Euler #19: Counting Sundays

You are given the following information, but you may prefer to do some research for yourself.

  • 1 Jan 1900 was a Monday.
  • Thirty days has September,
    April, June and November.
    All the rest have thirty-one,
    Saving February alone,
    Which has twenty-eight, rain or shine.
    And on leap years, twenty-nine.
  • A leap year occurs on any year evenly divisible by 4, but not on a century unless it is divisible by 400.

How many Sundays fell on the first of the month during the twentieth century (1 Jan 1901 to 31 Dec 2000)?

Ugh, dates and times. They are the bane of any programmer. This video by Computerphile is an excellent explanation of why they are a massive headache to work with. Whenever it comes to dates and times, it’s strongly recommended to rely on established libraries. No point in re-inventing the wheel of time with something so critical.

But that’s no fun! Finding the day of a date is a common problem and it was solved by John Horton Conway, an esteemed mathematician. He invented the Doomsday algorithm. That sounds pretty ominous. He noticed that certain dates of any year always fall on the same day. These dates are known as Doomsdays. If the day of a doomsday is known, it’s simple to count backwards or forwards to the date in question.

Here’s a step-by-step breakdown and implementation of the doomsday algorithm adapted from this link.

Step 1: Memorizing weekdays as numbers

weekdays_as_number = {'Sunday': 0, 'Monday': 1, 
                      'Tuesday': 2, 'Wednesday': 3, 
                      'Thursday': 4, 'Friday': 5, 
                      'Saturday': 6}

Thank goodness that computers have much better memories than us.

Step 2: Memorizing the anchor days

Doomsdays are calculated relative to these anchor days which varies century by century. Calendars repeat every 400 years, so only four anchor days need to be memorized. For the 1800s, it’s Friday. For the 1900s, it’s Wednesday. For the 2000s, it’s Tuesday. For the 2100s, it’s Sunday. Anchor days of centuries outside this range are calculated by repeating this pattern forwards or backwards. For example, the 1400s would be figured out by working backwards. 1700s – Sunday. 1600s – Tuesday. 1500s – Wednesday. 1400s – Friday!

In computerese, modular arithmetic is needed to figure out this pattern. The first two digits of a year is calculated then 2 is subtracted from it. This number modulo 4 results in a number that is used to look up the anchor day.

def get_anchor_day_of_century(n):
    """Finds the year n's century's anchor day"""
    first_two_digits = n // 100
    lookup_number = (first_two_digits - 2) % 4

    return {0: 'Friday', 1: 'Wednesday', 2: 'Tuesday', 3: 'Sunday'}[lookup_number]

Step 3: Calculating the doomsday of any given year

First, take the last two digits of the year and call it n. Find the number of times 12 can go fully into n. Call the result a.

a = n // 12

Second, find the remainder of the previous division. Call this b.

b = n % 12

Third, find the number of times 4 can go fully into b. Call this c.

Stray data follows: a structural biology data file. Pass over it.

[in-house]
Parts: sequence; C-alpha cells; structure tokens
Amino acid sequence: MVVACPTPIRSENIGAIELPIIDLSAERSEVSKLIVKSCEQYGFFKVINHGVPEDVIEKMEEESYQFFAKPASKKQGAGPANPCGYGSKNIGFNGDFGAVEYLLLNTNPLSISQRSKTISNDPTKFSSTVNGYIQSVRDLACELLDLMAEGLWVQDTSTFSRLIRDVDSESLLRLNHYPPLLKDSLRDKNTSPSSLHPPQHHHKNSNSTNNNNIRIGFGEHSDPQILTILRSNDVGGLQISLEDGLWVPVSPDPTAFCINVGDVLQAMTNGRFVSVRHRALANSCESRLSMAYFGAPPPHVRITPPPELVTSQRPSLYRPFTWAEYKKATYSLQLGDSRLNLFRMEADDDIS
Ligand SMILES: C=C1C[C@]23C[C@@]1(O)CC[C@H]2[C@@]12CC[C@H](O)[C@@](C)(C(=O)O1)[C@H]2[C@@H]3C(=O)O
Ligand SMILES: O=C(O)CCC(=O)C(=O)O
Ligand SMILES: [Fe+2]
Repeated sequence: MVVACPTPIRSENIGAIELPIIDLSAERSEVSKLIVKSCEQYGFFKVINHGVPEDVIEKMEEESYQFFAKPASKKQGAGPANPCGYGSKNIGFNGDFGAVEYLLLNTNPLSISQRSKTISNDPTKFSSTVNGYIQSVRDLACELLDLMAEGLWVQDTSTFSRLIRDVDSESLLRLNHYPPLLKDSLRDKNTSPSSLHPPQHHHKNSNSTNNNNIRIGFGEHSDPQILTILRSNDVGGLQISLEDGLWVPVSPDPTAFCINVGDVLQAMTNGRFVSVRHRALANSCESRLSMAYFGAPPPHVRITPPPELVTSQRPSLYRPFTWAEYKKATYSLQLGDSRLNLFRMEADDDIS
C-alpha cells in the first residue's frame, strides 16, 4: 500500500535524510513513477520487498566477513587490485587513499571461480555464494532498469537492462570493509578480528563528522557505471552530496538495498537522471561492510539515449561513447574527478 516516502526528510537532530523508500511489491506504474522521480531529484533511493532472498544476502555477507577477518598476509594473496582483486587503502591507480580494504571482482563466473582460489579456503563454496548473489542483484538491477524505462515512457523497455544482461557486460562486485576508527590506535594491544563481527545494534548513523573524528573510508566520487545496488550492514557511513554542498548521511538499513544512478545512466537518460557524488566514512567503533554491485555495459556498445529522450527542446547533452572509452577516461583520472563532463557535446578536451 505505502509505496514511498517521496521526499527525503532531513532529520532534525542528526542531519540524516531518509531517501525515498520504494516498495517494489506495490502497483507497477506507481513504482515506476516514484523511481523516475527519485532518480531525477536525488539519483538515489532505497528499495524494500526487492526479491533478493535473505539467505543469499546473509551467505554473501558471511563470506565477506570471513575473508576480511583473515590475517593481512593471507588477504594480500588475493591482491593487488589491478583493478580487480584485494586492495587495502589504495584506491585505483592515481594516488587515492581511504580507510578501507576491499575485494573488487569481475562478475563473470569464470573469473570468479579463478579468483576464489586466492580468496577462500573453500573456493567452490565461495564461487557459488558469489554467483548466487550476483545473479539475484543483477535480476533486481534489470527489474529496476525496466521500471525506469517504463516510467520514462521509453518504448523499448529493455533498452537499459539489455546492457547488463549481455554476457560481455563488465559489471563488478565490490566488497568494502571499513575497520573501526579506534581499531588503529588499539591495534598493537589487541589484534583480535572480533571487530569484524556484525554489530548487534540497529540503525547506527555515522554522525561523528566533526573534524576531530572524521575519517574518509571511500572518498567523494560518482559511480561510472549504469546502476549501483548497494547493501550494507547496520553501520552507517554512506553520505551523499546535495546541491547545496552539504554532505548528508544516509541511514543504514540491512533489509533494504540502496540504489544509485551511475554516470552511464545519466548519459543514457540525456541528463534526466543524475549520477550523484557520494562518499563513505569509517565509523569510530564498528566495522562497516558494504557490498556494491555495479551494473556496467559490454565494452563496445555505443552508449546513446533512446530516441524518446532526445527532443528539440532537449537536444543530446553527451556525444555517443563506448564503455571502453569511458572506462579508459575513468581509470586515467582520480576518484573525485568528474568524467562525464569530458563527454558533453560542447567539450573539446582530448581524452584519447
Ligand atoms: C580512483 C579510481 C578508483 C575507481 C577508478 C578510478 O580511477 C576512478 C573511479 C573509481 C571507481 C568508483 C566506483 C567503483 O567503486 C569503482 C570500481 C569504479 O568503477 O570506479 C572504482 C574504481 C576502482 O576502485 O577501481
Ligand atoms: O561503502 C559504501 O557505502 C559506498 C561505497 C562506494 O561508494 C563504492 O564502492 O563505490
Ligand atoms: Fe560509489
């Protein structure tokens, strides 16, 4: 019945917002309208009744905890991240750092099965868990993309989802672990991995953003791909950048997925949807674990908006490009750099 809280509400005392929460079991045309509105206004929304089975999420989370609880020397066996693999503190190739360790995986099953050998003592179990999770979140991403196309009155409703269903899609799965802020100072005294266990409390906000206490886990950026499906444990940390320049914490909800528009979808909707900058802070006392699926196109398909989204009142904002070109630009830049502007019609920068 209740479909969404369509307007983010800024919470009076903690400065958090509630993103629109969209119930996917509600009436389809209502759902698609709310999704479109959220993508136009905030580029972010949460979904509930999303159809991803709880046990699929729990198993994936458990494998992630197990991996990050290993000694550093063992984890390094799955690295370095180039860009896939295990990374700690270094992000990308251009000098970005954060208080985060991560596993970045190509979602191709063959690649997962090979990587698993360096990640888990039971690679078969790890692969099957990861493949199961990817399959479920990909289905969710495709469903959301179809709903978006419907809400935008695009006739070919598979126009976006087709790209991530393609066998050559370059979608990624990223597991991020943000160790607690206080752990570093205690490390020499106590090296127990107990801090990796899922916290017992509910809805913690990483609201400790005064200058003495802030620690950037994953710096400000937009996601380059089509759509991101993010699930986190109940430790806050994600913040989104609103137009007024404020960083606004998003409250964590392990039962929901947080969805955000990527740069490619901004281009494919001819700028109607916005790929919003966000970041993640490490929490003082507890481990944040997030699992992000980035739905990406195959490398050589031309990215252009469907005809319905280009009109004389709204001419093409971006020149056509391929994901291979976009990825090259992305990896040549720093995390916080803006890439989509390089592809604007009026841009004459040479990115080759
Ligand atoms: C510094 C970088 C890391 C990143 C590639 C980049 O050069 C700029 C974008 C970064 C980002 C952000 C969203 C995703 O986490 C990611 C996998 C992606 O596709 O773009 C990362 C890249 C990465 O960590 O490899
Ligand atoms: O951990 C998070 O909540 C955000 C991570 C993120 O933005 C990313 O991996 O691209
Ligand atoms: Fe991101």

c = b // 4

Fourth, represent the century’s anchor day as a number. Call this d.

d = weekdays_as_number[get_anchor_day_of_century(year)]

Fifth, add ’em up. Call this e.

e = a + b + c + d

Finally, find the remainder of e divided by 7. This number corresponds to a day – the doomsday of the year.

doomsday_number = e % 7

Step 4: Move from the doomsday to the date in question

There are a bunch of doomsdates where they all share the same day – the doomsday. Some of these include the last day of February, March 7, April 4, May 9, June 6, July 11, August 8, September 5, October 10, November 7, and December 12. The doomsdate for January is the 3rd if it is a non-leap year, the 4th if it is a leap year. Two dictionaries for both types of years are needed. Some logic is also needed for determining if a given year is a leap year.

doomsdates_common = {1:3, 2:28, 3:7, 4:4, 5:9, 6:6, 7:11, 8:8, 9:5, 10:10, 11:7, 12:12}
doomsdates_leap = {1:4, 2:29, 3:7, 4:4, 5:9, 6:6, 7:11, 8:8, 9:5, 10:10, 11:7, 12:12}

def is_leap_year(year):
    if year % 4 == 0:
        if year % 100 == 0:
            if year % 400 == 0:
                return True
                return False
            return True
        return False

def difference_between_date_and_doomsdate(month, day, year):
    if is_leap_year(year):
        doomsdate = doomsdates_leap[month]
        doomsdate = doomsdates_common[month]
    return doomsdate - day

Now all of these functions and dictionaries can be put together to define day_of_date.

def day_of_date(month, day, year):
    last_two_digits_of_year = int(str(year)[-2:])
    a = last_two_digits_of_year // 12
    b = last_two_digits_of_year % 12
    c = b // 4
    d = weekdays_as_number[get_anchor_day_of_century(year)]
    doomsday_number = (a + b + c + d) % 7
    day_number = (doomsday_number - difference_between_date_and_doomsdate(month, day, year)) % 7
    return {v:k for k,v in weekdays_as_number.items()}[day_number]

Now all that remains is to iterate every month from January 1, 1901 to December 1, 2000 and count when these dates fall on a Sunday.

sundays = 0
for year in range(1901, 2001):
	for month in range(1, 13):
		if day_of_date(month, 1, year) == 'Sunday':
			sundays += 1

The answer is 171. Pretty cool! Thanks, Dr. Conway. Now I’d be remiss if I didn’t show the “batteries-included” Pythonic solution. datetime is much more robust than this implementation that breaks if the year is something crazy.

import datetime

sundays = 0
for year in range(1901, 2001):
    for month in range(1, 13):
        day =, month, 1)
        if day.weekday() == 6: # datetime's week begins on Monday which is numbered as 0
            sundays += 1